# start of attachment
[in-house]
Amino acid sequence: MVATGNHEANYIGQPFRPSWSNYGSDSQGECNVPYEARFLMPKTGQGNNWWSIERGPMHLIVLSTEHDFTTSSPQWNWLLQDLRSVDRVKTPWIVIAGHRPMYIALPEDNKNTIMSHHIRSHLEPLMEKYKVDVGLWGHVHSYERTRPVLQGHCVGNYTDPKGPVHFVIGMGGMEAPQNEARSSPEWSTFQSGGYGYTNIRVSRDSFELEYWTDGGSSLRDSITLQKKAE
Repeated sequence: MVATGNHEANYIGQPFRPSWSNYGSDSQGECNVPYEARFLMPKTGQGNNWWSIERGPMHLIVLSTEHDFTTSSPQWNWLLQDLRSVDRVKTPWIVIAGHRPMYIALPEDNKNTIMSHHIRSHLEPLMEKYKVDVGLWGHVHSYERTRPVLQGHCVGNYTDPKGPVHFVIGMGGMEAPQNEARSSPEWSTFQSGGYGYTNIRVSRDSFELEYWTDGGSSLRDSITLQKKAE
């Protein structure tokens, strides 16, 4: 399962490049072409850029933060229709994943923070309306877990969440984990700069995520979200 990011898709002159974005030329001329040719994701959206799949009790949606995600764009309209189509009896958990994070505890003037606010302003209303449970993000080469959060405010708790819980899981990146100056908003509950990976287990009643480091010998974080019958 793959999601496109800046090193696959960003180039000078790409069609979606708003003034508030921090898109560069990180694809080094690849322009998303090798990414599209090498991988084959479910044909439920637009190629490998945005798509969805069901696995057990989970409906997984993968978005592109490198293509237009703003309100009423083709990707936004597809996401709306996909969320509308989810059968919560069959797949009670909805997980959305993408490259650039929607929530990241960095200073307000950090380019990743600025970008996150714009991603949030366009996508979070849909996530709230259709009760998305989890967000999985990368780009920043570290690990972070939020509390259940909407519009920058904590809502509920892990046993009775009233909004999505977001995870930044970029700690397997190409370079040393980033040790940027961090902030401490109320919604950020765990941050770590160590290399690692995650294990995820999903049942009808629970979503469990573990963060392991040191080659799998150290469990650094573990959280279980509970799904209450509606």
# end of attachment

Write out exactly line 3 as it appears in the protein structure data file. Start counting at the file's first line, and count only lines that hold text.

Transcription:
Repeated sequence: MVATGNHEANYIGQPFRPSWSNYGSDSQGECNVPYEARFLMPKTGQGNNWWSIERGPMHLIVLSTEHDFTTSSPQWNWLLQDLRSVDRVKTPWIVIAGHRPMYIALPEDNKNTIMSHHIRSHLEPLMEKYKVDVGLWGHVHSYERTRPVLQGHCVGNYTDPKGPVHFVIGMGGMEAPQNEARSSPEWSTFQSGGYGYTNIRVSRDSFELEYWTDGGSSLRDSITLQKKAE